A final piece of research and writing will be showcased this upcoming week at the annual meeting of the Society for Pentecostal Studies. The theme this year is “Reception History,” which is the methodology of exploring how Pentecostals have read, interpreted, viewed, and performed the Scriptures throughout their history. I will be presenting a paper on the Pentecostal practice of “tarrying.” Specifically I will be exploring how early Pentecostal’s received Jesus’ command to “tarry in Jerusalem” and how that command informed their expectations on the amount of time that one must seek the baptism in the Holy Spirit. You can read this paper I am presenting next week here: Isgrigg SPS – How Long Shall We Tarry
In addition to presenting at this year’s conference, I am joining fellow AG scholars, Rick Wadholm and Martin Mittelstadt, to compile an edited volume focused on Reception History that will contain many of the studies from this year’s meeting. We are very excited to be working together on this ground-breaking volume dedicated to articulating and demonstrating this emerging discipline within Pentecostal studies. Here is the Reception History Call for Contributions for potential authors.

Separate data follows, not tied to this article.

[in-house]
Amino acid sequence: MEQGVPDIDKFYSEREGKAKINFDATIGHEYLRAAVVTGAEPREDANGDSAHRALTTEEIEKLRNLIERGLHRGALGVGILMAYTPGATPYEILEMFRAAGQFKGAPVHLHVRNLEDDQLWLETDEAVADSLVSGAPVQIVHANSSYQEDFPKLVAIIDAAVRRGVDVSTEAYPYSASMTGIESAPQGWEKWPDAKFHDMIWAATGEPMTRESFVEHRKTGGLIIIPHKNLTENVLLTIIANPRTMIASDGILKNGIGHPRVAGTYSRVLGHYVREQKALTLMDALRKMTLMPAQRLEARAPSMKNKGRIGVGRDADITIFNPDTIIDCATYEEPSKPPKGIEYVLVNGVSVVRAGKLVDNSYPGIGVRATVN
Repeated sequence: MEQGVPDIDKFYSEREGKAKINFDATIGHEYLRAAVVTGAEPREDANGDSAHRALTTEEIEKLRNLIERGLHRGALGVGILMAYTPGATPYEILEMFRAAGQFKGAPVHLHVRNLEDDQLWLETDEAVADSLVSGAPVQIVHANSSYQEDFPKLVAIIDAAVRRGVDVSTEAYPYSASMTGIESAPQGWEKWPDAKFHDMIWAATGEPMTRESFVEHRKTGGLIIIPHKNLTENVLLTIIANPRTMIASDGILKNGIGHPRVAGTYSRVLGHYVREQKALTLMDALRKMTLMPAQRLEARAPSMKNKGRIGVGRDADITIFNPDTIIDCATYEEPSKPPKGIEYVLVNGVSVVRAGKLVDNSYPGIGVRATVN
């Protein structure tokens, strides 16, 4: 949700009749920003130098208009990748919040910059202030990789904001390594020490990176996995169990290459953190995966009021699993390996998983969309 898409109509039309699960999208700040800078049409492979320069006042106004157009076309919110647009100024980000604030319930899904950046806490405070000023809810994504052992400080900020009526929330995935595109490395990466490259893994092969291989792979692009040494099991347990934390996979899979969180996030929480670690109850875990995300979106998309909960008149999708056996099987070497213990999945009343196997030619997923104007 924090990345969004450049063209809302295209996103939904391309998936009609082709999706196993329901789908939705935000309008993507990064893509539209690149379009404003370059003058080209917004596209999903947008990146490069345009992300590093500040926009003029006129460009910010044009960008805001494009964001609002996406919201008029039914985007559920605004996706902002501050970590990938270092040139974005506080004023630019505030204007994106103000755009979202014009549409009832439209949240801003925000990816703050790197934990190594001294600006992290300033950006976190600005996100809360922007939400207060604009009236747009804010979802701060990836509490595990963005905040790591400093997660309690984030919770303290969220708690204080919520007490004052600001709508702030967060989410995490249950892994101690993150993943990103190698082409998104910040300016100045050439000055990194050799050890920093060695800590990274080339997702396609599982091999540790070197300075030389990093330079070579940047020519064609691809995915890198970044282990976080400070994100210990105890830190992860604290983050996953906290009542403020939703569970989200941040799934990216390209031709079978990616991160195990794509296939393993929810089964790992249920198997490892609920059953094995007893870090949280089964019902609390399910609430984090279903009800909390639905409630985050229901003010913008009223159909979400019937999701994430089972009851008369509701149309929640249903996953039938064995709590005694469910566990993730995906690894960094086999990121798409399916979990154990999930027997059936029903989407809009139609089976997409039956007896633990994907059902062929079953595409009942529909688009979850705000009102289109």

This is a wonderful season in my life. I love my job as director of the Holy Spirit Research Center at Oral Roberts University. People ask me all the time, “Will you get to teach?” The truth is I teach every day. That’s what academic librarians do! We teach students how to do academic research using the best sources available to them in ORU’s amazing library. Every day I have conversations with students about Pentecostal history and its my job to help them to discover the wealth of materials that we have at ORU for them to explore. I get to watch the excitement they experience as they learn the ins and outs of finding information on topics they are passionate about. I also get to be the steward of the amazing collection of books, magazines, audio/video and artifact that have been entrusted to the HSRC for over 50 years. Every day I am surrounded by the history of the Holy Spirit’s work around the globe. I am grateful to God for his leading in my life to bring me here. I am convinced that Oral was right: God is a good God!
By the way, the HSRC depends on the donation of materials related to the global Spirit-Empowered movement. We need your help! We are glad to take books, magazines, and other artifacts (old or new) from the Pentecostal and Charismatic movement to help us to continue to expand our collection. If you have something to donate, contact me. https://oru.libguides.com/HSRC